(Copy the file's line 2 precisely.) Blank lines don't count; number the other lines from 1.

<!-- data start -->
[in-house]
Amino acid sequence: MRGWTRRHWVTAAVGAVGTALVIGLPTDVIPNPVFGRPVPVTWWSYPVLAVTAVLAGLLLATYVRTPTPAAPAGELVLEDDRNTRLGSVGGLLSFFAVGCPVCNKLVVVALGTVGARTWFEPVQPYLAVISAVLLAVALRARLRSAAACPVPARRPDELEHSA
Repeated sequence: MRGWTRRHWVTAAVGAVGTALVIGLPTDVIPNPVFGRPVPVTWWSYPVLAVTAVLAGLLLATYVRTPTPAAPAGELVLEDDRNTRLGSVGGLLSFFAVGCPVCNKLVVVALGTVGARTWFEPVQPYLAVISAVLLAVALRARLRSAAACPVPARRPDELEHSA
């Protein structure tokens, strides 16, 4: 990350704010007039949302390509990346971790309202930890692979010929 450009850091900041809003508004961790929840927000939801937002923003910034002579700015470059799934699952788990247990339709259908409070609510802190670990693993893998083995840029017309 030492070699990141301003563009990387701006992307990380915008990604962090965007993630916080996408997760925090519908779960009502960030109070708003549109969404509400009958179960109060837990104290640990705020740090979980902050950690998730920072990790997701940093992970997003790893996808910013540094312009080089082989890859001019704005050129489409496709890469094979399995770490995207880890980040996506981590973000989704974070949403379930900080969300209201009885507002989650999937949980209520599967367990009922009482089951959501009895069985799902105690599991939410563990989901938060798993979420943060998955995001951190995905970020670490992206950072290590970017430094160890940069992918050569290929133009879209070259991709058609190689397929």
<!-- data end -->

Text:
Amino acid sequence: MRGWTRRHWVTAAVGAVGTALVIGLPTDVIPNPVFGRPVPVTWWSYPVLAVTAVLAGLLLATYVRTPTPAAPAGELVLEDDRNTRLGSVGGLLSFFAVGCPVCNKLVVVALGTVGARTWFEPVQPYLAVISAVLLAVALRARLRSAAACPVPARRPDELEHSA